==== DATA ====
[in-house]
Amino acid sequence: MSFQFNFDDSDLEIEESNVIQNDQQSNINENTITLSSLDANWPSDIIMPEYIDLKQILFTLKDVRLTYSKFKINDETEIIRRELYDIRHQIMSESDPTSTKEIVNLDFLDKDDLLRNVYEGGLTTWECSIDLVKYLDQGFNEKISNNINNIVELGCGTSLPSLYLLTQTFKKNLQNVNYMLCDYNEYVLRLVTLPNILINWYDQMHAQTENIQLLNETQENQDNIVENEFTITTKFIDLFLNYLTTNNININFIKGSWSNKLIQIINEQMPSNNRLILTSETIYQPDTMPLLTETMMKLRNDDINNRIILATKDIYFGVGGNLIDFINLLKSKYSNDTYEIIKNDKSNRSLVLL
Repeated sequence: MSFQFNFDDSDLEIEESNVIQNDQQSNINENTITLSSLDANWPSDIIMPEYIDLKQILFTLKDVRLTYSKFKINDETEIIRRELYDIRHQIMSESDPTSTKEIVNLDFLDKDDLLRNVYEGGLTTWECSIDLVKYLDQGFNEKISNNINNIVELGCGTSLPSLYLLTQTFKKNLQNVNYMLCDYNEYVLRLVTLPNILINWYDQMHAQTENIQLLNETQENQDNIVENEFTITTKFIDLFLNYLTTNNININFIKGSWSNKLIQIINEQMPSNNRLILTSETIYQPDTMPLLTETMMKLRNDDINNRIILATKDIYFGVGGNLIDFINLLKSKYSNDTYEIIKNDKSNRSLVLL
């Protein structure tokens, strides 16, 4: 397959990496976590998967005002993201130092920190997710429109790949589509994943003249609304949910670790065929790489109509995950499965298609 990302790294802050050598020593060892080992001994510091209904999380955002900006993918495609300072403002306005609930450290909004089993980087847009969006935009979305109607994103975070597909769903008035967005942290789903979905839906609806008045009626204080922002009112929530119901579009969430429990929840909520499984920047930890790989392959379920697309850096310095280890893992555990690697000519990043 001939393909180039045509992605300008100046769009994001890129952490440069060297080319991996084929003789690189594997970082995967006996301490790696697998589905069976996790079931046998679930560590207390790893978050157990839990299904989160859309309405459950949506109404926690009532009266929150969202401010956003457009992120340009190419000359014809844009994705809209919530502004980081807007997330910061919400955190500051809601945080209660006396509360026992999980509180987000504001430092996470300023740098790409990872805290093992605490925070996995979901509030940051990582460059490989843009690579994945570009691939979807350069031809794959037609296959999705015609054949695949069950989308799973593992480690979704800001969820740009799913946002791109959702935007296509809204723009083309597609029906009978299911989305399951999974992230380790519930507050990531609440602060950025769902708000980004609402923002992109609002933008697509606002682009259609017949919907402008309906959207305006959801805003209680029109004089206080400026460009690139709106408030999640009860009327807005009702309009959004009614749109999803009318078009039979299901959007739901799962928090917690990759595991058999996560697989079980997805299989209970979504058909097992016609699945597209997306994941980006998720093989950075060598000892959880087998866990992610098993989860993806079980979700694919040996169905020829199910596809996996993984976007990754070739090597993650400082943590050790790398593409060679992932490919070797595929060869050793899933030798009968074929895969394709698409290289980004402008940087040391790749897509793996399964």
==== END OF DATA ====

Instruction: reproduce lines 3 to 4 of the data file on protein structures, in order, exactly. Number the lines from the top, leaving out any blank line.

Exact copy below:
Repeated sequence: MSFQFNFDDSDLEIEESNVIQNDQQSNINENTITLSSLDANWPSDIIMPEYIDLKQILFTLKDVRLTYSKFKINDETEIIRRELYDIRHQIMSESDPTSTKEIVNLDFLDKDDLLRNVYEGGLTTWECSIDLVKYLDQGFNEKISNNINNIVELGCGTSLPSLYLLTQTFKKNLQNVNYMLCDYNEYVLRLVTLPNILINWYDQMHAQTENIQLLNETQENQDNIVENEFTITTKFIDLFLNYLTTNNININFIKGSWSNKLIQIINEQMPSNNRLILTSETIYQPDTMPLLTETMMKLRNDDINNRIILATKDIYFGVGGNLIDFINLLKSKYSNDTYEIIKNDKSNRSLVLL
């Protein structure tokens, strides 16, 4: 397959990496976590998967005002993201130092920190997710429109790949589509994943003249609304949910670790065929790489109509995950499965298609 990302790294802050050598020593060892080992001994510091209904999380955002900006993918495609300072403002306005609930450290909004089993980087847009969006935009979305109607994103975070597909769903008035967005942290789903979905839906609806008045009626204080922002009112929530119901579009969430429990929840909520499984920047930890790989392959379920697309850096310095280890893992555990690697000519990043 001939393909180039045509992605300008100046769009994001890129952490440069060297080319991996084929003789690189594997970082995967006996301490790696697998589905069976996790079931046998679930560590207390790893978050157990839990299904989160859309309405459950949506109404926690009532009266929150969202401010956003457009992120340009190419000359014809844009994705809209919530502004980081807007997330910061919400955190500051809601945080209660006396509360026992999980509180987000504001430092996470300023740098790409990872805290093992605490925070996995979901509030940051990582460059490989843009690579994945570009691939979807350069031809794959037609296959999705015609054949695949069950989308799973593992480690979704800001969820740009799913946002791109959702935007296509809204723009083309597609029906009978299911989305399951999974992230380790519930507050990531609440602060950025769902708000980004609402923002992109609002933008697509606002682009259609017949919907402008309906959207305006959801805003209680029109004089206080400026460009690139709106408030999640009860009327807005009702309009959004009614749109999803009318078009039979299901959007739901799962928090917690990759595991058999996560697989079980997805299989209970979504058909097992016609699945597209997306994941980006998720093989950075060598000892959880087998866990992610098993989860993806079980979700694919040996169905020829199910596809996996993984976007990754070739090597993650400082943590050790790398593409060679992932490919070797595929060869050793899933030798009968074929895969394709698409290289980004402008940087040391790749897509793996399964």